A New York woman learned that one of her favorite college teachers was actually her biological sister. Diane DiProspero Cook and Karen Cometa-Zempel found each other after searching for medical records from their adoption agencies. Screen capture/WHAM
SPENCERPORT, N.Y., March 4 (UPI) -- A New York woman learned that her favorite college professor was actually her biological older sister after both women looked into their adoption history.
Diane DiProspero Cook and Karen Cometa-Zempel first met at at Bryant and Stratton College in 1985, before learning that they were long-lost sisters 31 years later.
The women became aware of each other after contacting their adoption agencies seeking information about their medical histories.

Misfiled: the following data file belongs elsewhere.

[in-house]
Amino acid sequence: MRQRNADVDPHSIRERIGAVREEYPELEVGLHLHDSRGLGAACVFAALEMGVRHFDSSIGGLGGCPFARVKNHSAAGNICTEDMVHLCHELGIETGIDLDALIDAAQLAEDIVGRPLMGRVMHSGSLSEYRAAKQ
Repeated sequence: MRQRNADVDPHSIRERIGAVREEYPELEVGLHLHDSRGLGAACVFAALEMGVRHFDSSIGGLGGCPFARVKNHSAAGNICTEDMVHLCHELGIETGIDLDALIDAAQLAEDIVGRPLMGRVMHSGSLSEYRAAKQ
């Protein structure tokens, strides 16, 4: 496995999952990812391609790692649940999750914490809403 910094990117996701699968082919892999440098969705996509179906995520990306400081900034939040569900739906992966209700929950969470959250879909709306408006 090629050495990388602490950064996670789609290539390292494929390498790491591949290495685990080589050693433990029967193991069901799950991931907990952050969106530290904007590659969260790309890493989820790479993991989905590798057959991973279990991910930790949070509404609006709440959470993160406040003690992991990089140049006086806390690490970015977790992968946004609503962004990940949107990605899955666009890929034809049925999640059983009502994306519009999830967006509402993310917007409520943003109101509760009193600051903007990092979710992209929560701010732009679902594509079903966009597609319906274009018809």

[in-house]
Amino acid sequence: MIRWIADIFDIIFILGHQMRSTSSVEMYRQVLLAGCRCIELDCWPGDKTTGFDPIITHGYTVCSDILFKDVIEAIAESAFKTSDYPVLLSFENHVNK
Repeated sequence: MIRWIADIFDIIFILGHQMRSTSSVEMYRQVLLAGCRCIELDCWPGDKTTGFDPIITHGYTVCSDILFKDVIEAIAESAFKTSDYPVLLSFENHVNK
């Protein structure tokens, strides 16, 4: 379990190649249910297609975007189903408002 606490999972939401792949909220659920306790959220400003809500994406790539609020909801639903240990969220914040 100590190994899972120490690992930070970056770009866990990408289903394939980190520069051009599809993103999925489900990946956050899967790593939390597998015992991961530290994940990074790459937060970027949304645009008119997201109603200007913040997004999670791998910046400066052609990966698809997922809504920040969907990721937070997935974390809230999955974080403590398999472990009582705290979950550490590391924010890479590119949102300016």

"I couldn't believe it. I immediately knew who she was," said DiProspero Cook, who remembered Cometa-Zempel from her time at Bryant and Stratton. "My heart skipped a beat, and I was excited because I would tell by her voice and her bubbly personality we would hit it off!"
DiProspero Cook also told ABC News that the two lived "parallel lives" and shared many of the same mannerisms.
"The more we talk, the more we find we have in common," said Cometa-Zempel.
Both women were placed up for adoption by the same mother and were raised by Italian American families 20 miles away from each other in upstate New York. They both also attended Roman Catholic schools in their youth.
Aside from their similar upbringing, both women are left handed and share the same bubbly personality.
Their similarities are so extreme that DiProspero Cook said they ran into each other at an outlet mall in Niagara Falls after postponing plans to meet formally following Valentine's Day weekend.
The sisters have been attempting to reconnect and spend more time together and hope their story encourages other adoptees to seek their family members.